And it’s not just luck. For example, a world without government regulation and centralized currency would be unbearable – a Bitcoin dystopia. In the U.S. it’s impossible to do anything without benefiting (and/or being stung by) government influence – even matters as simple as setting up electricity, water supplies, and road access are subject to regulation (and for good reason!). The idea of someone blazing a trail through day to day affairs, untouched by the concurrent and previous actions of others, is a fantasy.
The zinger about the Internet is even better. If the National Science Foundation hadn’t handed over infrastructure investment to the private sector, and if cable companies had been regulated like telephone operators, “the Internet” (scare marks explained below) would look a lot different. It wasn’t some unstoppable force (i.e., “God”), but a manmade creation contingent about human decisions.
3. – “There are known knowns; there are things we know that we know. There are known unknowns; that is to say, there are things that we now know we don’t know. But there are also unknown unknowns – there are things we do not know we don’t know.” – former U.S. Secretary of Defense Donald Rumsfeld
Rumsfeld won the Foot in Mouth Award from something called the Plain English Campaign for this remark. I don’t what they were getting at – the remark is repetitive, but it makes sense. There are some things that we do not even realize that we’re unaware of, sure – I didn’t know that “enterprise channel partners” were even a thing before my first real job. But what’s overlooked is that this huge blind spot in our knowledge is often papered-over by arrogance – sort of like what the first quote above would be getting at, were it serious.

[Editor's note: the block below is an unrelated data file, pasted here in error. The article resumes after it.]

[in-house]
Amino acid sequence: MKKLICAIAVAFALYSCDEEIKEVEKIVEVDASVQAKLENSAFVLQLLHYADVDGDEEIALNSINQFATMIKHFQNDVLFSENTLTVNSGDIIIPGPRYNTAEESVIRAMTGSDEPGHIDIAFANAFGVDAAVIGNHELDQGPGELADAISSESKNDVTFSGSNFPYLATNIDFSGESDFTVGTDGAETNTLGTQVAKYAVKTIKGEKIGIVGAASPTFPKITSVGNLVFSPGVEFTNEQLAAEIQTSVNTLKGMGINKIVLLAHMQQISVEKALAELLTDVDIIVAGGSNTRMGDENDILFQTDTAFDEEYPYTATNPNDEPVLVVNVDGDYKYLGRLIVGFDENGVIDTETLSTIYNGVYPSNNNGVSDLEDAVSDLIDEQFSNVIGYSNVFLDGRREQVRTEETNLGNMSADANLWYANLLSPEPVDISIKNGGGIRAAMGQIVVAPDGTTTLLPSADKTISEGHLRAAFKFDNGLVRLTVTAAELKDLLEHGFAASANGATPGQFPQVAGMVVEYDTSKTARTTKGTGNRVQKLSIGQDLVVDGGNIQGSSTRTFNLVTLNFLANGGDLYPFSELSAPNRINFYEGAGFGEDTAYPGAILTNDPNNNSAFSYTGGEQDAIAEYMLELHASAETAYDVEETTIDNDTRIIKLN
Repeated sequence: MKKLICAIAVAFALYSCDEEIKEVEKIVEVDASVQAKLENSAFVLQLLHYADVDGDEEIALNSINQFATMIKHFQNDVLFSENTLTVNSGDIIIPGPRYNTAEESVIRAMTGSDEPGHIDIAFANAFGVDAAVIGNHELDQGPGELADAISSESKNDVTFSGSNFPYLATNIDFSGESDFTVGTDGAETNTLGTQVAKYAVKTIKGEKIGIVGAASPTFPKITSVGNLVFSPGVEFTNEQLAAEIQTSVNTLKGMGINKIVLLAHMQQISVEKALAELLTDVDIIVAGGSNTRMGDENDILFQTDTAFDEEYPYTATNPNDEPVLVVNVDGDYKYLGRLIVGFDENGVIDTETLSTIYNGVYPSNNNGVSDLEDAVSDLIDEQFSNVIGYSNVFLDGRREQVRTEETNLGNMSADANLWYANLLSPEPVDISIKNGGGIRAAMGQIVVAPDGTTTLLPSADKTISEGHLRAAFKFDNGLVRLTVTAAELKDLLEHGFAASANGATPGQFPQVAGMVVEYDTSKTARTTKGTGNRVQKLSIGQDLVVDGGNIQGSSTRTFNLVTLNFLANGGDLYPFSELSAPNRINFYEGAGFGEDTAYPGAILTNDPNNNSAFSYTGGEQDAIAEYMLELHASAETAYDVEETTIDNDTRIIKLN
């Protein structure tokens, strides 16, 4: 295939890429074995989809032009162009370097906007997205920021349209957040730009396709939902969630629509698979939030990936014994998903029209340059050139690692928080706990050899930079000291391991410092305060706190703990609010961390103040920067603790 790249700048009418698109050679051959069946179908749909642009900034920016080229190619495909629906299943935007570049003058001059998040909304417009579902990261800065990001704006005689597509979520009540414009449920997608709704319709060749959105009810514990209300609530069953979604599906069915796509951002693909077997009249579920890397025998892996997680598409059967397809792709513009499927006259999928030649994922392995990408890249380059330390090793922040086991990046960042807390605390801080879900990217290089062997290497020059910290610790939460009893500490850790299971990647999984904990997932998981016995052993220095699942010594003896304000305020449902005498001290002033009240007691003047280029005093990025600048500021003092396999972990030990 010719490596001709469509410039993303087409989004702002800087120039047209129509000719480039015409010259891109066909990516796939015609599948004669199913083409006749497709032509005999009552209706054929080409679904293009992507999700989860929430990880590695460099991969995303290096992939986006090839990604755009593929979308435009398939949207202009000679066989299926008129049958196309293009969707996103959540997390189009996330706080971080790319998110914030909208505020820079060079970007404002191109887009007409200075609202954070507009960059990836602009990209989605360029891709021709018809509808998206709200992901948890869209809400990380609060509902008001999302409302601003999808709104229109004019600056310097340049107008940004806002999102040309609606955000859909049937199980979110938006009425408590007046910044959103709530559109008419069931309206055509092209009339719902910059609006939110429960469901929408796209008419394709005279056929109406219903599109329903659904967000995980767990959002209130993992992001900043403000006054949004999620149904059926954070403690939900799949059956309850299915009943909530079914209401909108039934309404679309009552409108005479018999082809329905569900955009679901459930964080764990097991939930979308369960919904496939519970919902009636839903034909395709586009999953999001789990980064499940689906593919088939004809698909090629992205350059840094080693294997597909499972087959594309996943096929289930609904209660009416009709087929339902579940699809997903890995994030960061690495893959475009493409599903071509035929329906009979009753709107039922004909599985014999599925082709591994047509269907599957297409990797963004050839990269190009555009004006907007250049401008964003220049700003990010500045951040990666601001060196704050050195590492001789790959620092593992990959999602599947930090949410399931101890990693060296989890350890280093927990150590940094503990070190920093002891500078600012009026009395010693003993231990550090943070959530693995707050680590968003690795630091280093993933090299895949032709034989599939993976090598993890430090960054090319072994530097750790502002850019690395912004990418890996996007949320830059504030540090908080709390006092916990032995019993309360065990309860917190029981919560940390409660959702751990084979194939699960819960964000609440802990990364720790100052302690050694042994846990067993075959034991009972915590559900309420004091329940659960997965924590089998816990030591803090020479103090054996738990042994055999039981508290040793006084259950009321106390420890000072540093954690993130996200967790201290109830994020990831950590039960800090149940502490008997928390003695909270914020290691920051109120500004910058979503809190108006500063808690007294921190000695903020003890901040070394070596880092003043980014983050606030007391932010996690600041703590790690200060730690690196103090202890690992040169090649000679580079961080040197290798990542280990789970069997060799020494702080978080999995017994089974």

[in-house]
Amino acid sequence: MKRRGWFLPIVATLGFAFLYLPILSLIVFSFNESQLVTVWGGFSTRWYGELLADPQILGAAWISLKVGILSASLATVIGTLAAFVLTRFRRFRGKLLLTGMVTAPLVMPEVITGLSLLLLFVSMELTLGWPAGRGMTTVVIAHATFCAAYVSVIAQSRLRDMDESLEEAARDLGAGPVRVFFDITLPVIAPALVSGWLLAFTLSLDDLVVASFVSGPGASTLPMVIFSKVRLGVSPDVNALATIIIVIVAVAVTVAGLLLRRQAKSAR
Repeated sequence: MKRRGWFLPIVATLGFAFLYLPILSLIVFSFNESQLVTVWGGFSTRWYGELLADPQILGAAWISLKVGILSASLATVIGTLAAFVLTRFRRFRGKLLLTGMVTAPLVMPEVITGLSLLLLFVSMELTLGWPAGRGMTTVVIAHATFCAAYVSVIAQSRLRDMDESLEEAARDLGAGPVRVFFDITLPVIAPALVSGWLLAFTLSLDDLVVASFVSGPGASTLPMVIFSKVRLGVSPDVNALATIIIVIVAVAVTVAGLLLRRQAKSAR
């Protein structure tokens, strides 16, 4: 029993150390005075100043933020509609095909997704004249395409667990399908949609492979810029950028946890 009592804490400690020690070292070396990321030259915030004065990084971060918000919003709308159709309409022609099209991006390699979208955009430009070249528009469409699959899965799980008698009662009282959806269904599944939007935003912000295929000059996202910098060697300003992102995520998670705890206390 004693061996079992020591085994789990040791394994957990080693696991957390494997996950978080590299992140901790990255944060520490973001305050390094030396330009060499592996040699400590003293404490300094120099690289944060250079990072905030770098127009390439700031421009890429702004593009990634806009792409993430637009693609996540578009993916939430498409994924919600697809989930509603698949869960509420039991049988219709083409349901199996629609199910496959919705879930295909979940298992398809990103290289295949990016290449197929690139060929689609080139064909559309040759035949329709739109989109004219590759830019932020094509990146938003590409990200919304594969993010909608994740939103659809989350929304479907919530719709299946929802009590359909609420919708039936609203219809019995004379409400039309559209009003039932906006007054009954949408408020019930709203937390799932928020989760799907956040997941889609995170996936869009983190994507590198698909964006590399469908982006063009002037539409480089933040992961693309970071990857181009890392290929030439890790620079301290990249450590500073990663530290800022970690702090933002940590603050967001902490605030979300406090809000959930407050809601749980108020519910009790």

Economist Ha-Joon Chang cited this statement as enormously important for understanding the current difficulties that many economies have had digging themselves out from the late 2000s recession. Basically, they are making policy in part believing that they know every possible factor that contributes to the success or failure of an economy. Yet economies are vast things, shaped by millions of people and by laws, regulations, and actions that are far beyond the control of the state in question – isn’t it possible, even likely, that central bankers and politicians have no idea about some of the forces that buoy and depress economic performance?